Brentor’s past in pictures

Each month this website’s front page features a ‘picture of the month’.  Each one tells something about the history of our village.  They are gathered here to provide a glimpse of Brentor’s past.

If you have an interesting photograph of Brentor why not  send it to the editor at editor@brentorvillage.org  for ‘Picture of the month’ and as an addition to the Brentor Living Archive.


Liddaton HaltLiddaton Halt was a tiny railway station opened on 4th April 1938 by the Great Western Railway on the Launceston and South Devon branch line.  It was to serve the hamlet of Liddaton and opened much later than most other stations on the railway line from Plymouth to Launceston, which had started operating in 1865.

The single platform was a wooden structure with a small wooden passenger shelter, originally lit by a single oil lamp.  There was a single platform name board.  A bridge carrying the lane from Liddaton to Coryton over the line was situated at the Tavistock end of the platform and still exists today near Broad Park. The railway was a single track with no passing loops or sidings.

This photograph was probably taken in the 1950s from the bridge.

From 1st May 1953, on weekdays and Sundays, ‘where train service permits‘, cheap day return tickets, first and third class, were available:

To Launceston or Tavistock South station cost 3/6d (17.5p) first class, 2/3d (11p) third class.

To Plymouth North Road Station cost 8/9d (43p) first class, 5/9d (28p) third class.

The Halt was closed to passengers on 31st December 1962.

This photograph is one of several recently sent to the editor by Sue Swanborough and will be added to the Brentor Living Archive collection.  


North Brentor Village Centre, about 1910

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The centre of North Brentor village centre has changed remarkably little since the time when this photograph was taken – probably around 1910.
Windsor Cottage, on the right, was the village Post Office.  There is  no telephone box and a complete lack of telephone and power cables that now crisscross the sky.  Transport was mainly by horse, so no parked vehicles!  The village water supply was from the spring in the wall to the left – local people regularly did their washing there.The church, Christchurch, was opened in 1857 as a ‘chapel of ease’ for those who found it difficult to get to St.Michaels on Brent Tor.  The cost of £1,003 was covered largely by Isabella Holwell (then owner of the property now called Bonnaford), who made a bequest in her will towards building the new chapel.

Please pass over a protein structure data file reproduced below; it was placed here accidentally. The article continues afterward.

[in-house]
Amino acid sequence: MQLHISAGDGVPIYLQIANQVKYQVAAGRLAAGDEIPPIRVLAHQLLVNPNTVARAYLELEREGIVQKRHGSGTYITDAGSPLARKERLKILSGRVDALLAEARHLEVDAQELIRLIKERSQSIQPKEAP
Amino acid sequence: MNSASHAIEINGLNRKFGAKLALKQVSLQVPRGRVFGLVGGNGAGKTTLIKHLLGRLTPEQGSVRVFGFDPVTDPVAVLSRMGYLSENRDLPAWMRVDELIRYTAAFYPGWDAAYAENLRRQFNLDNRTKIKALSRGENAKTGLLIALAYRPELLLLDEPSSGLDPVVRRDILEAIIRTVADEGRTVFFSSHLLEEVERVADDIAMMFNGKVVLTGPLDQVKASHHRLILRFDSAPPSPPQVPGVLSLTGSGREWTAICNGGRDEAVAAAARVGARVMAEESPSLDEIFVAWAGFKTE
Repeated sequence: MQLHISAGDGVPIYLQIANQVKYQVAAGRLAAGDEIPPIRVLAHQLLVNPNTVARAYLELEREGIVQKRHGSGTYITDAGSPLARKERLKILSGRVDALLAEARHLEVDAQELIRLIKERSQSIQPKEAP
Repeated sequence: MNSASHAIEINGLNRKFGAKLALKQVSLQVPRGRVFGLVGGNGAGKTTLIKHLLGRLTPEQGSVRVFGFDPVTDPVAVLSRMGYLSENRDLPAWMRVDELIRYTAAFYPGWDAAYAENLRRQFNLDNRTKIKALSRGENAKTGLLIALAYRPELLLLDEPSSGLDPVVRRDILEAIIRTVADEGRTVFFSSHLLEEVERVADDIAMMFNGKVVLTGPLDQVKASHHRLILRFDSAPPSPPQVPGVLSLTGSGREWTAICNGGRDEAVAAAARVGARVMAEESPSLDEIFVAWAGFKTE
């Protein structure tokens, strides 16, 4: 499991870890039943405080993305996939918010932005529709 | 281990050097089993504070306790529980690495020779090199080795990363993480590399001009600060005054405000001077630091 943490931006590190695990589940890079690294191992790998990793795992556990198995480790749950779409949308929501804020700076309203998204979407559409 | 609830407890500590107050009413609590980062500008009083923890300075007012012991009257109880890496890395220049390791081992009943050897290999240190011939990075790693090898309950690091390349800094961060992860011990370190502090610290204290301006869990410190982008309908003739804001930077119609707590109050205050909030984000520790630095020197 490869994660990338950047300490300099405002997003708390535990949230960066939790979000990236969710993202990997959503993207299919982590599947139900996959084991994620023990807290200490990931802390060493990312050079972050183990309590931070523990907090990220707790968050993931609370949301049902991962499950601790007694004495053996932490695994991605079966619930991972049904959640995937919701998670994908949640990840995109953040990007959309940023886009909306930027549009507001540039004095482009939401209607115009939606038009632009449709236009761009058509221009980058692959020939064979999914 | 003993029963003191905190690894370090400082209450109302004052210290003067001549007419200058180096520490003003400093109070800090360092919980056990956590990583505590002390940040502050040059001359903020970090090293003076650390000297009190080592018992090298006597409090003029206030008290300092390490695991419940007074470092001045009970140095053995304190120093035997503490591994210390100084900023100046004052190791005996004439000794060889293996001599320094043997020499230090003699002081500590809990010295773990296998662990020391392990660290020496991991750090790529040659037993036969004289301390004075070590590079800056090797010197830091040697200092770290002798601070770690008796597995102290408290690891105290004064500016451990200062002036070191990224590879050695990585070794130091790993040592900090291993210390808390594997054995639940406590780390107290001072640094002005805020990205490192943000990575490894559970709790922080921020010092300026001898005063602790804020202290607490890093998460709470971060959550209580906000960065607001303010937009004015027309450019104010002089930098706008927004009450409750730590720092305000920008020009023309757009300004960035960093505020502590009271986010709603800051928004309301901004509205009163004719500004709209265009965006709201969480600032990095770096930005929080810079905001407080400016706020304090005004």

The field to the left was in private ownership – it is now known as ‘The Eastcott Memorial Field’ and was purchased in 1979 by the Brentor Parochial Church Council from the proceeds of two half shares in other local fields given by the late Mrs Eastcott of Windsor Cottage, the village postmistress. It was agreed that the field should be preserved from any development and kept for the benefit of the village.  Most of the field is still grazed but part of it was landscaped with help from Dartmoor National Park to provide a village wildlife pond and a ‘pocket park’ for the use of local residents.  The income from the rent of the field was to  be used for the maintenance of the pocket park.  The gate to the pocket park is now padlocked and the space is inaccessible to villagers.

You can find out more about the Eastcott Memorial Field by clicking here.

Photograph courtesy of Sue Swanborough.


The Devon Belle Pullman

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This photograph shows the ‘Devon Belle’ Pullman train about to pass under the (now demolished) bridge under Station Road near Brentor station, some time between 1947 and 1950.  West Blackdown and Gibbet Hill is in the background.

The service between London Waterloo and Ilfracombe, with a portion of the train travelling on to Plymouth, did not last for long as a named train service.  It was introduced by the Southern Railway on 20th June 1947 and continued until September 1954. The train travelled from London to Exeter with a ‘Merchant Navy class’  Pacific engine.   Four coachs went on to Plymouth through Brentor and the remaining eight or ten went north to Ilfracombe. It was the only ‘non stop’ service between Waterloo to Exeter.

With a decline in passenger numbers, from 1950 the Plymouth section ceased and the final Devon Belle service to Ilfracombe was run in September 1954.

Photograph courtesy of Tony Dommett, whose grandfather Charles Dommett, who may have taken the photograph, lived in 2 Station View and worked on the railway.


West Blackdown, probably 1940s

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This photograph shows the West Blackdown end of Station Road, which appears to be a fairly rough track.

There is no sign of the cattle grid that now exists, so livestock from the moor must have been free to wander into the village. Woodgord house is to the left, with Brentor Station behind it.  Station View, then known as Council Houses, is to the rear on the left.

Photograph courtesy of Tony Dommett, whose grandparents Charles and Laura Dommett lived in 2 Station View (then called 2 Council Houses) from the 1930s.  Laura Dommett was still in Station View in the 1980s and took an active part in village life.


Brent Tor by L. Lightfoot, about 1838

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This small antique print, only 10cm wide, shows a woman and dog, with Bren Tor in the background and foxgloves in the foreground.  St Michael’s church on the top of the tor can only just be seen in through the mist.

It was drawn and engraved by L. Lightfoot and originally produced for Thomas Dugdale’s part-work survey published as ‘The Curiosities of Great Britain’ or ‘England Delineated’  between 1838 and 1860.